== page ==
Pittsburgh, PA, USA – Around 3 million people in the United States are chronically infected with hepatitis C virus (HCV), which is the leading cause of liver cancer and liver transplant. Unlike hepatitis A and B, no vaccine is currently available for hepatitis C. After a gap of 10 years, boceprevir, belonging to the class of protease inhibitors, was approved for HCV treatment in 2011. The new treatment increased the cure rates, however, it is expensive and has several side effects. The cost-effectiveness of treating patients with boceprevir who failed prior treatment is not known in the U.S.
A team of researchers (including health economists and hepatologists) from the University of Pittsburgh and Merck developed a Markov state-transition model simulating the clinical trials and the natural history of hepatitis C disease. Using this model, the researchers determined that boceprevir-based treatment was cost-effective in treating HCV-infected patients who failed prior treatment, irrespective of prior treatment response, disease stage and genetic profile.
Their findings showed that boceprevir-based treatment is expected to increase the quality-adjusted life years (QALY) by 0.85-1.01 years. In addition, the new treatment can reduce the lifetime incidence of decompensated cirrhosis, liver cancer, liver-transplant and liver-related death by 41-52% in comparison with the peginterferon-ribavirin. At the average drug cost of $53,000, the incremental cost-effectiveness ratio of new treatment compared to the standard of care was $35,000 per QALY in early stages of disease and $10,000 per QALY in cirrhosis stage.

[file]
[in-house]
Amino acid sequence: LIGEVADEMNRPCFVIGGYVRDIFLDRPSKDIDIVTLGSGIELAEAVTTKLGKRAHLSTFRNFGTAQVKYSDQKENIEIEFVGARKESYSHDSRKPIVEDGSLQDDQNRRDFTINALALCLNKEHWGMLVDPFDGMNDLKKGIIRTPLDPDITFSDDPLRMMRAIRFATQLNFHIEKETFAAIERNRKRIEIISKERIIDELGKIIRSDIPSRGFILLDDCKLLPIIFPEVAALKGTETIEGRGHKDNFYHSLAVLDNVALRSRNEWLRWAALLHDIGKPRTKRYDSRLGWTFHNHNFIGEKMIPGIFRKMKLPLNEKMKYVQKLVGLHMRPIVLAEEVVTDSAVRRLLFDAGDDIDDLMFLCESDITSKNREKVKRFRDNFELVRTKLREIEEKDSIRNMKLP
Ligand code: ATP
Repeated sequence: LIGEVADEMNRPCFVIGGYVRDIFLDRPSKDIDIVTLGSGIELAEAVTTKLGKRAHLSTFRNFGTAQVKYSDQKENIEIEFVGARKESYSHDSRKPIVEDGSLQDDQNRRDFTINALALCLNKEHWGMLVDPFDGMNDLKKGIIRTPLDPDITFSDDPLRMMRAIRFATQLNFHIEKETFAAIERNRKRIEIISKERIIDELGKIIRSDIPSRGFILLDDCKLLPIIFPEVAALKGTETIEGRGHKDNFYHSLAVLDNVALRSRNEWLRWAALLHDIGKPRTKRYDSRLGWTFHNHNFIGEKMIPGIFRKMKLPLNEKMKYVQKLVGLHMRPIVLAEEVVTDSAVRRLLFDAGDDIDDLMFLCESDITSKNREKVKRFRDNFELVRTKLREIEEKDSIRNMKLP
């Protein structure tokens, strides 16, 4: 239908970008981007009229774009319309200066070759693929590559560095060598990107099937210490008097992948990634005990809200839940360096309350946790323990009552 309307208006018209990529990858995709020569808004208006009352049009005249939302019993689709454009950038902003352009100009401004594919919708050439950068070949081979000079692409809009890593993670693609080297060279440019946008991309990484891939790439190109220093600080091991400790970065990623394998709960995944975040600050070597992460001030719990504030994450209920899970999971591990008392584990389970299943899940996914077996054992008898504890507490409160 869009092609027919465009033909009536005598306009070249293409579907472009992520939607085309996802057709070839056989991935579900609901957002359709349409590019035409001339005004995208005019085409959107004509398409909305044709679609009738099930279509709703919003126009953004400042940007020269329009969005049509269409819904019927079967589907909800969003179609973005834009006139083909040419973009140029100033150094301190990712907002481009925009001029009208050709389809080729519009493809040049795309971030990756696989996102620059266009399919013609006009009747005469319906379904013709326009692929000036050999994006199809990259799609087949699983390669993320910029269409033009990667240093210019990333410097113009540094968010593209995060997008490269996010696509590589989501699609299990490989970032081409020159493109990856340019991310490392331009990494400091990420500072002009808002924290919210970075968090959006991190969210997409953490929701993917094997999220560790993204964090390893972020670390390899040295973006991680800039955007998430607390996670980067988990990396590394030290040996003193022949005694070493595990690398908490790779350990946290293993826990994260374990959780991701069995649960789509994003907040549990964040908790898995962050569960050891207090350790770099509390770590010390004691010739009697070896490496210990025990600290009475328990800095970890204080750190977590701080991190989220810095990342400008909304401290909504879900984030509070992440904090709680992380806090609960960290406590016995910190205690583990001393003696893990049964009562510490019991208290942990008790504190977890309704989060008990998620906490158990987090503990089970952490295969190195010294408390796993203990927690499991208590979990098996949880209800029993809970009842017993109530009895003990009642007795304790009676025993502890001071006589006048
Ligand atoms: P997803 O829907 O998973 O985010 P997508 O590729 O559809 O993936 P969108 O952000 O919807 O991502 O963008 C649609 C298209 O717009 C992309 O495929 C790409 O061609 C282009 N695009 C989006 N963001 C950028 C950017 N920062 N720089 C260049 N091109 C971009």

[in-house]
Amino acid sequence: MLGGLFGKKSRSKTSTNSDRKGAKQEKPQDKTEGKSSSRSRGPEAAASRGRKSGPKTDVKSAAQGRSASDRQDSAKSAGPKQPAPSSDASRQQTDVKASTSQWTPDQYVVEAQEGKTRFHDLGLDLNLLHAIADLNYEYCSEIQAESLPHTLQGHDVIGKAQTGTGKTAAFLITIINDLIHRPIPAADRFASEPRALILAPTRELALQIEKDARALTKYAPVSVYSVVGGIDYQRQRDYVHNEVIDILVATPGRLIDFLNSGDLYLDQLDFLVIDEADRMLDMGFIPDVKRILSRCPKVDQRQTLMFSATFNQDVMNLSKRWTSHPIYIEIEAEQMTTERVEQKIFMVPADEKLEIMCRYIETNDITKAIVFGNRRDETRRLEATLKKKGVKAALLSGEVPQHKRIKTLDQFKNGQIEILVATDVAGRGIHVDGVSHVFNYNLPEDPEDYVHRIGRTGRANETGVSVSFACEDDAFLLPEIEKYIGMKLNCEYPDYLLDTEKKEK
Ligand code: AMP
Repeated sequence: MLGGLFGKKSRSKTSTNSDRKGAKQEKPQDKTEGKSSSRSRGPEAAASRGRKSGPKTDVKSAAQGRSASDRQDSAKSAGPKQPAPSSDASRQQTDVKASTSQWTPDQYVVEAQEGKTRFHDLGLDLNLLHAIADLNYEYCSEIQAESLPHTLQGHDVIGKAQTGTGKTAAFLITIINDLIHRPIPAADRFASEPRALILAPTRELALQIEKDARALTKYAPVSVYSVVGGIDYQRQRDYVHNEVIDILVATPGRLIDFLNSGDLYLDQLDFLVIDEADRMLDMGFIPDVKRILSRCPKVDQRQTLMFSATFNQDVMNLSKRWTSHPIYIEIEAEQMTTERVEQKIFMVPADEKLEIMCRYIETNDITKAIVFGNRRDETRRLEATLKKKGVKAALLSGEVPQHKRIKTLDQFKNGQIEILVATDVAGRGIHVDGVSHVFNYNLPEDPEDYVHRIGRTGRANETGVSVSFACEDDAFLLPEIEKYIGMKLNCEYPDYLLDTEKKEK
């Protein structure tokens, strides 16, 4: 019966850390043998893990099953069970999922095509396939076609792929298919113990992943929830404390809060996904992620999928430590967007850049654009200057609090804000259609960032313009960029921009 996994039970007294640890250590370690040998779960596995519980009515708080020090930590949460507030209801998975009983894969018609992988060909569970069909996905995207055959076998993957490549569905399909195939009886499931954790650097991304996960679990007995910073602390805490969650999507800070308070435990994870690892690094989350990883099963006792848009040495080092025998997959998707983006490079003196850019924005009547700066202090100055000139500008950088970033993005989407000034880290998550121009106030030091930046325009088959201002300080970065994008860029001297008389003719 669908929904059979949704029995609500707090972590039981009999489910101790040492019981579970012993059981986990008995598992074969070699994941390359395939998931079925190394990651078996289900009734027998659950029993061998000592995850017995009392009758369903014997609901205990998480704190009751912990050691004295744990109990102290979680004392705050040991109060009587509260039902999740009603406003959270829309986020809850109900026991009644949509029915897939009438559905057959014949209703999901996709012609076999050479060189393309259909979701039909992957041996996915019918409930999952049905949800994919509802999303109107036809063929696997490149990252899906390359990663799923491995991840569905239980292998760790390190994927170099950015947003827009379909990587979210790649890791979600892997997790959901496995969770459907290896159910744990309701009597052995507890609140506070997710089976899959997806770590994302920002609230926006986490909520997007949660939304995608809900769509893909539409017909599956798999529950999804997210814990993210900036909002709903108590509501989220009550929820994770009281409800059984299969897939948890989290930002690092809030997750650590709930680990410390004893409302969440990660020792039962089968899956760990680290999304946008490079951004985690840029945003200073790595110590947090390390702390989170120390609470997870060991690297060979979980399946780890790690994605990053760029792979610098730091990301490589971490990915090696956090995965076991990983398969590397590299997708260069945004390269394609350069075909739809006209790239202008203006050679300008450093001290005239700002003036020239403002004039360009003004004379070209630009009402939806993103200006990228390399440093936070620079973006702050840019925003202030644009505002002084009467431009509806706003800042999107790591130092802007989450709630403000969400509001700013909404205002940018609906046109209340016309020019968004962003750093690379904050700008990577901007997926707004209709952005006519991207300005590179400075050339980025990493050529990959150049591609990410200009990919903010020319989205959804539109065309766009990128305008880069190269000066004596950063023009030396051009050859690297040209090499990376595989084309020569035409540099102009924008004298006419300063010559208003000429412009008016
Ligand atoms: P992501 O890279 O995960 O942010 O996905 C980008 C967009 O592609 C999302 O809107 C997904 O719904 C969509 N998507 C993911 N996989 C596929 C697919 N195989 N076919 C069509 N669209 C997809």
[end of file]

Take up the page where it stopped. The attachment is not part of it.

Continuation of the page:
Jagpreet Chhatwal, PhD, now an Assistant Professor of Health Services Research at The University of Texas MD Anderson Cancer Center in Houston, and the lead-author of the study said, “We developed a modeling framework that incorporates data from clinical trials, natural history of hepatitis C disease, costs, and quality of life to evaluate the cost-effectiveness of new treatment regimens. The new treatment, although expensive, can reduce the downstream costs associated with liver transplant and liver cancers, and improve the length and quality of life of the patients.” The full study, “Cost-Effectiveness of Boceprevir in Patients Previously Treated for Chronic Hepatitis C Genotype I Infection in the United States” is published in Value in Health.
Value in Health (ISSN 1098-3015) publishes papers, concepts, and ideas that advance the field of pharmacoeconomics and outcomes research as well as policy papers to help health care leaders make evidence-based decisions. The journal is published bi-monthly and has over 8,000 subscribers (clinicians, decision makers, and researchers worldwide).
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